UK Politics

Heathrow third runway rethink urged by Tory MP

Runways at Heathrow Airport
Image caption The coalition agreement between the two parties rules out new airports in the region

More calls have been made within the Conservative party for its leadership to rethink the policy opposing a third runway at Heathrow Airport.

Tory MP Tim Yeo has said it should go ahead, two days after Housing Minister Grant Shapps hinted a future Tory government could consider the option.

The coalition agreement rules out any expansion before the next election and Labour also currently opposes it.

Mr Shapps told the Daily Telegraph that "all options should be considered".

He told the newspaper on Saturday: "I back the Chancellor's position to the hilt when he said in the Budget we clearly need to review the airport capacity in the South East. All the options need to be considered while being mindful of our election manifesto."

Asked by the BBC whether he believed the Heathrow expansion could take place after the next general election, in 2015, Mr Shapps said: "These things need to be considered in due course."

Speaking to the BBC Radio 4's Today programme on Monday, Mr Yeo said the issue "was a race in which Britain is now falling behind and we need to get back into it".

'Advantage'

"Airlines are among the people who're pushing for this now very badly-needed expansion, so that we don't continue to lose out against airports like Frankfurt and Charles de Gaulle, both of whom have twice as many destinations in China, twice as many flights going to China," he said.

The former Labour chancellor, Alastair Darling, also told the programme the expansion at Heathrow needed to go ahead.

"The whole point about Heathrow is that it has more destinations than most other airports in the world. And the reason that it works is that if you fly into Heathrow you can go to most parts of the world.

"You can't have two hubs with one half of the world in one place, and one half in the other place. It simply doesn't work like that. Now, the advantage of Heathrow is it is there now, we can't go on putting this decision off," he said.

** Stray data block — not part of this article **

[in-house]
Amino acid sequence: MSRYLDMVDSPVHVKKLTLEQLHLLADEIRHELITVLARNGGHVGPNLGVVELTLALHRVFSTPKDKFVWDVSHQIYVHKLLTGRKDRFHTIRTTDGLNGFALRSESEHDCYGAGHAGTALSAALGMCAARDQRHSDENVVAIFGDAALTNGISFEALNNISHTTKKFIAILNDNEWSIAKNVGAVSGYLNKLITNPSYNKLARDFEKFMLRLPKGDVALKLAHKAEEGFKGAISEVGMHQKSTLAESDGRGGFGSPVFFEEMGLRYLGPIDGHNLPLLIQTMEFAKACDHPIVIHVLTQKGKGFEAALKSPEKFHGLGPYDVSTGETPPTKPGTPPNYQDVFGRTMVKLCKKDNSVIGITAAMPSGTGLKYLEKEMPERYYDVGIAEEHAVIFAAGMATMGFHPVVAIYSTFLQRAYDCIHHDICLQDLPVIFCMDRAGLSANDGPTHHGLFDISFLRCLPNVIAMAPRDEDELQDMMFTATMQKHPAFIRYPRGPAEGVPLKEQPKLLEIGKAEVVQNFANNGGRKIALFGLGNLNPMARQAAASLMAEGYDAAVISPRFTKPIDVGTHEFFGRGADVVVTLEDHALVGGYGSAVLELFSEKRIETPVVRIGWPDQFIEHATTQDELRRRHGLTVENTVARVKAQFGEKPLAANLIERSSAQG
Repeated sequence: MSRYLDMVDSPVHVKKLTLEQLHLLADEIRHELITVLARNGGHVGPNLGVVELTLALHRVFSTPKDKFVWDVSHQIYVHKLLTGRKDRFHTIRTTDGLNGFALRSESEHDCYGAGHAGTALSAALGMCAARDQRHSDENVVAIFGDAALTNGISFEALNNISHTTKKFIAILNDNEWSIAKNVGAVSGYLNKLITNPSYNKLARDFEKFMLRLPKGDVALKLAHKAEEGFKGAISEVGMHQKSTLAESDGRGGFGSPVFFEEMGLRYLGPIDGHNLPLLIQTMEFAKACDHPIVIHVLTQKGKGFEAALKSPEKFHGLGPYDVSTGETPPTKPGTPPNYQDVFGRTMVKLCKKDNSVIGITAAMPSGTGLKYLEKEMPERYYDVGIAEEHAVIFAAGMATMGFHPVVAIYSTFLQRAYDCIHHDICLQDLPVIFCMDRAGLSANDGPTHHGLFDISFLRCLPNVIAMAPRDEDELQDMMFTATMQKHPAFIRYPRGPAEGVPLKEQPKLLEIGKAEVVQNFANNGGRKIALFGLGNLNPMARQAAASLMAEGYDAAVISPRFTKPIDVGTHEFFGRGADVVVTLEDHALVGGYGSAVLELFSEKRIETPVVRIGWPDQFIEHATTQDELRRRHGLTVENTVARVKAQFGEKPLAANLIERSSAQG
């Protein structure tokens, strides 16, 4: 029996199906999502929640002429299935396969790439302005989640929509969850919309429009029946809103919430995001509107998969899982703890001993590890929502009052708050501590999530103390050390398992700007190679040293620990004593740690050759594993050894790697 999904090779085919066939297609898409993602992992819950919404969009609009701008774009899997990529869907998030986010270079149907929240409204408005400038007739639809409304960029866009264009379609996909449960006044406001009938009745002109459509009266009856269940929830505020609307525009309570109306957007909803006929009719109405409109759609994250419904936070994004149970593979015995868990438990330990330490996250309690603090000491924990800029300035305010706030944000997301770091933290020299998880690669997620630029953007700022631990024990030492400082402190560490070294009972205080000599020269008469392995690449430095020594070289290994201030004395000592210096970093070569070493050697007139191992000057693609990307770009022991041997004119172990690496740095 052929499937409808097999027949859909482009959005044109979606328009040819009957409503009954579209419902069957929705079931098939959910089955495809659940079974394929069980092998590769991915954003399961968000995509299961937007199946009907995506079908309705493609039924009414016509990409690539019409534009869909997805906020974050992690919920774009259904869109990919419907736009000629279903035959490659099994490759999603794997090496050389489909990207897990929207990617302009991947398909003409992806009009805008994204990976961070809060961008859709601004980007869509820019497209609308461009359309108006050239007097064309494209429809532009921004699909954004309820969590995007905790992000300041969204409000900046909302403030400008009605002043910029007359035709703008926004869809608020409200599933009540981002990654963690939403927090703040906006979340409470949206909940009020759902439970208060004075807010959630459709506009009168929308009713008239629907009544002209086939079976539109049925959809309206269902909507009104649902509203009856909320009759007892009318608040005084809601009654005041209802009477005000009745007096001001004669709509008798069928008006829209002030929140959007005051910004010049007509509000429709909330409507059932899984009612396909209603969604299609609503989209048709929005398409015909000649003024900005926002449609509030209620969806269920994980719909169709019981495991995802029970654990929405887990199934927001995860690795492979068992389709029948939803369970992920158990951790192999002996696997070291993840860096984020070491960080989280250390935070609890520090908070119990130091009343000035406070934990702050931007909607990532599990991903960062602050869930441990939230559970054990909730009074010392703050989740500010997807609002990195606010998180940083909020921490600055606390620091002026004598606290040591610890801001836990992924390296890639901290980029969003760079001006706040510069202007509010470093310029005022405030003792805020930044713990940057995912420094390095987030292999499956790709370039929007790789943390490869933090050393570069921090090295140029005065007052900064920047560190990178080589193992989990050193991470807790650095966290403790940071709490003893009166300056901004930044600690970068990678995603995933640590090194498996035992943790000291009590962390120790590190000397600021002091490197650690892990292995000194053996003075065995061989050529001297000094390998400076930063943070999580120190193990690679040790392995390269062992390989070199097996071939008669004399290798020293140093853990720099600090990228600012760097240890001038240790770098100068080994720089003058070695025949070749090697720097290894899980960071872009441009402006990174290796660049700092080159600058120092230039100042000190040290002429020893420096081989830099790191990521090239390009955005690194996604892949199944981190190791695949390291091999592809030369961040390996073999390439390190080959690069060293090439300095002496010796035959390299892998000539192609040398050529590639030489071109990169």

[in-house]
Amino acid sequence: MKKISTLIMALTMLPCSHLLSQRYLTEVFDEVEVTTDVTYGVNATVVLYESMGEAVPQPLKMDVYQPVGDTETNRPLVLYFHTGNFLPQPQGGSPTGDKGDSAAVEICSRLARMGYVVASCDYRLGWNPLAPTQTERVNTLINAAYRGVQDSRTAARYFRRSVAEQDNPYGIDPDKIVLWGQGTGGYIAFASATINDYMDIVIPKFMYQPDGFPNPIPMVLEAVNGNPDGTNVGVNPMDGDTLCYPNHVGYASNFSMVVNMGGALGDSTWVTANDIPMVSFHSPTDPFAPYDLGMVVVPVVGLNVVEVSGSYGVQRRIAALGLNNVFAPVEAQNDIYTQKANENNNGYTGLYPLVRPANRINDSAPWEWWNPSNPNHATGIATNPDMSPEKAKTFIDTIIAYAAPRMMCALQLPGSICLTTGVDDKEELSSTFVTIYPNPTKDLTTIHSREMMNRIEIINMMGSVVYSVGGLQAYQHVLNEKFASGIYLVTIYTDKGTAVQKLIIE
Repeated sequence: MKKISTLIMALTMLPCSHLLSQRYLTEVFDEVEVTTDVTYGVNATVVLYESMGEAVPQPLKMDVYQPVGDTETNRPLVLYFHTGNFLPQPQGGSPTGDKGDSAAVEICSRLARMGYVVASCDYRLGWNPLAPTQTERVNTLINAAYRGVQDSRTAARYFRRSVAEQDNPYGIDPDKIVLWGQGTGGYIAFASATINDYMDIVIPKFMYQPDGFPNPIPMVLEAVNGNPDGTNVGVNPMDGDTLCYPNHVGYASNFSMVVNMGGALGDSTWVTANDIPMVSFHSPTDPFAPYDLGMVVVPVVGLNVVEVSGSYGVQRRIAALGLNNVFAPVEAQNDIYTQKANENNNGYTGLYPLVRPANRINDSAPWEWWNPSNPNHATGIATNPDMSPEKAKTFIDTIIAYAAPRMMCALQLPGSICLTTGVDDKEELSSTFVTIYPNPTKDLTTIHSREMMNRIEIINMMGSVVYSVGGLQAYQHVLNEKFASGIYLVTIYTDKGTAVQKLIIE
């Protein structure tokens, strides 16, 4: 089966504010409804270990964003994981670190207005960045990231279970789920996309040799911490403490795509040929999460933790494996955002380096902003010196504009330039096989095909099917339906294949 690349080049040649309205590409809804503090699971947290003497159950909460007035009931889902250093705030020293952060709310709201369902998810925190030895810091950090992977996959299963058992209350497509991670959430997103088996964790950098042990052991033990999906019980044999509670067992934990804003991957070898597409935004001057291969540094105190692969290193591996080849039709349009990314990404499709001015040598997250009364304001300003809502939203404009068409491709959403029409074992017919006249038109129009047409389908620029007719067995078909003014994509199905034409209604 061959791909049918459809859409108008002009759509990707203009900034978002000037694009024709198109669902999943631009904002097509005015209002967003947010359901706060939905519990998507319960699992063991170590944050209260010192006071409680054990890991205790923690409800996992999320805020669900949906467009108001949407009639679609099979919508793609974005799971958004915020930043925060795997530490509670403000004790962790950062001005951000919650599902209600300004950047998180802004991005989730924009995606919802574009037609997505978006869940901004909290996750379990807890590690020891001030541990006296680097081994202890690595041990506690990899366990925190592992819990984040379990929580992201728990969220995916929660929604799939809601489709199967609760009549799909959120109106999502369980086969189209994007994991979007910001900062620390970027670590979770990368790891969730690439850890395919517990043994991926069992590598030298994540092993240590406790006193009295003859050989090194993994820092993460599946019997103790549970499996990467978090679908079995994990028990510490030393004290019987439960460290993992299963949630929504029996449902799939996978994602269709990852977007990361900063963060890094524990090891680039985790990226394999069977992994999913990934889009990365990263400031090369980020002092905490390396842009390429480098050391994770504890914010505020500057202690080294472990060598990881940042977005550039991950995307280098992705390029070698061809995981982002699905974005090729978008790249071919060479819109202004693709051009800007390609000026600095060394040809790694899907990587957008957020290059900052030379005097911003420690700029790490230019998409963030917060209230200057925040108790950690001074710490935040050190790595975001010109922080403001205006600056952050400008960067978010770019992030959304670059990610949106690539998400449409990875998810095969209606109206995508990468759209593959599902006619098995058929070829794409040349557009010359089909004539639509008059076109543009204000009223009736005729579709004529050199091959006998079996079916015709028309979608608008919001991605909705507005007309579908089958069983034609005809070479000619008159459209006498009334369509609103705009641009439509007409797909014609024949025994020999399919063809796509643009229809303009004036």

Transport Secretary Justine Greening - whose Putney constituency is on the Heathrow flightpath - has been a vehement campaigner against a third runway at the airport.

Some residents, who live under the flight path and are opposing the new runway plan, say better use could be made of existing airport capacity.

John Stewart, chairman of the Heathrow Association for the Control of Aircraft Noise, told BBC Radio 5 live's Stephen Nolan: "At the moment, the Department for Transport's own figures show that we have sufficient capacity, even in London and the South East, until almost 2030.

"So we have got time to look and see what we need. Justine Greening is quite right to say 'let's not rush into this'."

Jane Thomas, a campaigner at Friends of the Earth, said the business case for expansion had also not been made.

She said the government needed to take a "strong and clear leadership over aviation", which meant including aviation and shipping in the UK carbon budget.

"The Tories were emphatic that there would be no Heathrow expansion in 2010, and we still expect that commitment," she said.

The Mayor of London, Boris Johnson, who also opposes expansion at Heathrow, has campaigned for a new airport in the Thames Estuary.

A £50bn project to build an airport east of London has been put forward by architect Lord Foster.

A consultation on the future of air capacity in south-east England has twice been delayed by the government.

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